School District Leaders: Michigan’s School Funding Inequities a Major Barrier to Attracting and Retaining Top Talent
Interviews with district leaders in underserved districts cite salary gaps, pay freezes and enduring legacy debt payments as major challenges to recruiting and retaining top teachers
May 18, 2021 – Michigan’s deep-rooted school funding inequities are a major barrier to retaining, attracting and supporting teachers in underserved districts in Michigan, a growing crisis exacerbated by COVID-19 pandemic that also compounds educators’ challenges in raising student achievement.
In a new report by the Education Trust-Midwest, Talent Matters: Building Educator Talent to Support an Equitable Future in COVID-19 and Beyond, district leaders in nearly two dozen underserved districts also cite salary inequities, legacy debt payments, salary freezes and lack of retirement security as significant challenges to educator retention. Leaders were interviewed from urban, suburban and rural districts, including Detroit Public Schools Community District, Grand Rapids, Battle Creek, Fenville Public Schools, Godfrey-Lee Public Schools and others.
“Educator talent has long been a challenge in Michigan’s high poverty districts and districts serving high percentages of Black and Brown students,” said Dr. Tabitha Bentley, Director of Policy and Research at The Education Trust-Midwest. “School funding inequities have intensified these talent challenges in underserved districts, making it even harder for them to recruit, retain and compensate highly effective and diverse educators — especially as wealthier nearby districts are able to offer higher teacher salaries.”
To uncover what Michigan must do to attract, support and retain the teachers they want most, The Education Trust-Midwest conducted comprehensive interviews with leaders in school districts serving higher-than-average populations of underserved students.
- Many participating leaders estimate a $10,000 salary gap in their districts’ ability to attract the talent they want most in their schools.
- District leaders said school funding inequities present the greatest barrier to offering higher salaries and retaining teacher talent. Salary freezes, enduring legacy debt payments, undercompensating for additional responsibilities, and lack of retirement security also contribute to retention challenges in historically under-resourced districts.
- Salary boosts for new teachers do not address the challenge of retaining experienced teachers within underserved districts, which costs even more for districts to remain competitive.
- While some districts have found ways to increase teacher salary or provide enticing compensation packages through external funding, these strategies are not sustainable long-term.
- District leaders with teacher salaries they deemed competitive to other local districts did not believe their district’s salaries compensated teachers enough given their job expectations, nor did they believe teacher salaries were competitive in larger job markets.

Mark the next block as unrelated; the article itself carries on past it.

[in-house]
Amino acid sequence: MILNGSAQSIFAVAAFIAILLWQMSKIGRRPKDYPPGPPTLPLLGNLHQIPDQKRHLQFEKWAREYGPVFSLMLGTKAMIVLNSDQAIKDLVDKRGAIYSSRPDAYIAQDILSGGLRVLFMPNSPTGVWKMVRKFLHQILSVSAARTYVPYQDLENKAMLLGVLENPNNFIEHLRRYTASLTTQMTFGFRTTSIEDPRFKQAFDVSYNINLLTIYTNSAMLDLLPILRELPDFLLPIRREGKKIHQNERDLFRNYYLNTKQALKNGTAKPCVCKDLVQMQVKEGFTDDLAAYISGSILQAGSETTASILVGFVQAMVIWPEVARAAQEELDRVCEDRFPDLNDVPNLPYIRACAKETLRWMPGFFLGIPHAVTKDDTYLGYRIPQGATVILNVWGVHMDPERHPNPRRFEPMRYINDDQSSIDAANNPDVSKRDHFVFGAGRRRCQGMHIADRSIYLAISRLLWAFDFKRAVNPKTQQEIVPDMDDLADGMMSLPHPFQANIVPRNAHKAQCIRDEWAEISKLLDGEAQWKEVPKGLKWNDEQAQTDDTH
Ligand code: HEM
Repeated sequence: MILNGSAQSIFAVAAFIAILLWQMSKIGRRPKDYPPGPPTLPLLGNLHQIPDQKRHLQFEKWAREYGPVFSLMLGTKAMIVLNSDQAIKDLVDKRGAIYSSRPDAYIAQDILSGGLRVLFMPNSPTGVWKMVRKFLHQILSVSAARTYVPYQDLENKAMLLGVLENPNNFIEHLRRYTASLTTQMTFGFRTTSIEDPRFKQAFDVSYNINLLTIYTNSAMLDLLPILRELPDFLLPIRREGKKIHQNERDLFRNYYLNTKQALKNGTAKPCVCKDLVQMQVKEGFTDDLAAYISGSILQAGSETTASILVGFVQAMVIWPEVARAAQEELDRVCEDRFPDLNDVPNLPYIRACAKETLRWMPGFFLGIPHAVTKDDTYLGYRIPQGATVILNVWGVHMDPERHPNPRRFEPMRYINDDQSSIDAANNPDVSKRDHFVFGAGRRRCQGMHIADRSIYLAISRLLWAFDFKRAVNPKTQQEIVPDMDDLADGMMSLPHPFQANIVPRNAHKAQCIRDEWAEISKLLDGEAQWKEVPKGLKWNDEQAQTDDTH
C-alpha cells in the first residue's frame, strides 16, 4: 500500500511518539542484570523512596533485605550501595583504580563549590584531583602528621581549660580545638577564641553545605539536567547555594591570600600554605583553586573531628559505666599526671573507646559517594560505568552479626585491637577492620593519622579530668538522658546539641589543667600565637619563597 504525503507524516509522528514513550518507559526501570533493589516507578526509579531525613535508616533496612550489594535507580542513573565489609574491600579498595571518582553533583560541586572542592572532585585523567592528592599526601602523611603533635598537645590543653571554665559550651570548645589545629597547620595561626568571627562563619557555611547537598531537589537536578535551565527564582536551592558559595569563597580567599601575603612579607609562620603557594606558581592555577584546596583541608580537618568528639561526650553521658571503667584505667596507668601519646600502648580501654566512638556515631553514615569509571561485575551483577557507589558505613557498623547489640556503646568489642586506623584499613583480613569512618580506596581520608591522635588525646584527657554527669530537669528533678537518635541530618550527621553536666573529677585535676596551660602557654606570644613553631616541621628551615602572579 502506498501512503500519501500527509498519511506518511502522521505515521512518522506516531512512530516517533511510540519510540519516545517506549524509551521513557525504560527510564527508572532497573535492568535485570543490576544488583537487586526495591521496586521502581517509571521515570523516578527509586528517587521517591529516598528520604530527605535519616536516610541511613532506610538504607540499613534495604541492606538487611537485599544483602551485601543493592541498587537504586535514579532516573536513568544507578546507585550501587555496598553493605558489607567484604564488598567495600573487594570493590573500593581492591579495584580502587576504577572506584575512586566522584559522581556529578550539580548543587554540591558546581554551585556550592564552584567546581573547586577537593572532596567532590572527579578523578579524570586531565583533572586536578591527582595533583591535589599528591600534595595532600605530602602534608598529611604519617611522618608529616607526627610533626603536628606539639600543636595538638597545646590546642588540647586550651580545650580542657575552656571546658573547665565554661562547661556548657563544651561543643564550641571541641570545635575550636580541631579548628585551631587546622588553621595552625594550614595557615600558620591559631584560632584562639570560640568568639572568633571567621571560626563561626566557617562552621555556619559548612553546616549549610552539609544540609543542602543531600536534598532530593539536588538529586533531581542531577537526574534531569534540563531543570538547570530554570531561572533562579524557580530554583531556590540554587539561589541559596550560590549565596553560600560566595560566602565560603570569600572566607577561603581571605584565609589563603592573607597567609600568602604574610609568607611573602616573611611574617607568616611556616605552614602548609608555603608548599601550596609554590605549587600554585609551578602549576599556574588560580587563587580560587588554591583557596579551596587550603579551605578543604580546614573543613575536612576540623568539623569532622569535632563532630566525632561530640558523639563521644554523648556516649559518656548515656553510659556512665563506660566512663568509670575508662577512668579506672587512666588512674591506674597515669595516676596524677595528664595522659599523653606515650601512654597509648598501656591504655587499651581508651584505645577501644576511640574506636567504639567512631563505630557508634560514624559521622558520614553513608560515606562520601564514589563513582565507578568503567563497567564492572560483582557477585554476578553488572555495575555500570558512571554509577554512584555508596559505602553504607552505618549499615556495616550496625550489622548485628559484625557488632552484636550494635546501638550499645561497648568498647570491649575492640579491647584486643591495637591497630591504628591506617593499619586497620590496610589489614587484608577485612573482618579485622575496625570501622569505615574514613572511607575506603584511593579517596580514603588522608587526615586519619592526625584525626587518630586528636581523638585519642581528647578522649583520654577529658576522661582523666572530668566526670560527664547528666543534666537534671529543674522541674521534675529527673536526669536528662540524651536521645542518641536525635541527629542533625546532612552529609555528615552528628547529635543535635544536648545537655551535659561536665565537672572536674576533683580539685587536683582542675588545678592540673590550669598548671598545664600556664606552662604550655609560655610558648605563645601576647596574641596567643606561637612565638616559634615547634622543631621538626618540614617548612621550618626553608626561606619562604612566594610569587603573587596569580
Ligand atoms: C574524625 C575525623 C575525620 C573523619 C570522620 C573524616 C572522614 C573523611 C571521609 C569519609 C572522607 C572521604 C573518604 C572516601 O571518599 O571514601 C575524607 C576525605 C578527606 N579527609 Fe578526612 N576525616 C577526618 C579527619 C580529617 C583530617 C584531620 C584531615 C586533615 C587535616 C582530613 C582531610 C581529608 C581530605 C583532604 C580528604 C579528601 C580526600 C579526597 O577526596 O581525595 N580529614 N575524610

The talent crisis in underserved school districts is a significant barrier to raising student achievement. For instance, research shows that persistent talent turnover has a negative effect on student achievement in math and English Language arts. Leaders in both rural and urban districts spoke of similar challenges.
“The district leaders we spoke to recognized that talent turnover disproportionately impacts vulnerable students,” Bentley said. “Along with inequities that have been made worse by the pandemic, these challenges are a deep dilemma in Michigan.”
A McKinsey analysis, for example, suggested that COVID-19 school closures could result in America’s students losing five to nine months of learning, with losses being far greater for historically underserved student groups such as students of color, who could be six to 12 months behind by June 2021. Addressing educator talent is imperative towards supporting Michigan students’ academic recovery, especially for lower-income, Black and Brown students, Bentley said.
“District leaders were clear— Michigan’s inequitable school funding structure constrains their ability to offer higher salaries in high-poverty districts such as the ones they lead,” Bentley said. “Now more than ever, state leaders need to focus Michigan’s educator talent conversation on addressing the inequities and structural challenges.”
In the immediate term, districts facing talent challenges can leverage federal stimulus dollars to temporarily address their salary gaps. For instance, the state should continue incentives for statewide teacher retention that were included in the FY 21 budget. The program included incentives for first-year teachers with higher payments to teachers in districts serving greater percentages of economically disadvantaged students.
Beyond the next two years, the state should make every effort to be part of the solution. Steps should include significantly expanding salary incentives for both new and veteran teachers, especially in underserved districts, and overhauling Michigan’s deeply inequitable funding system to ensure all districts in the state can retain, attract and support top talent.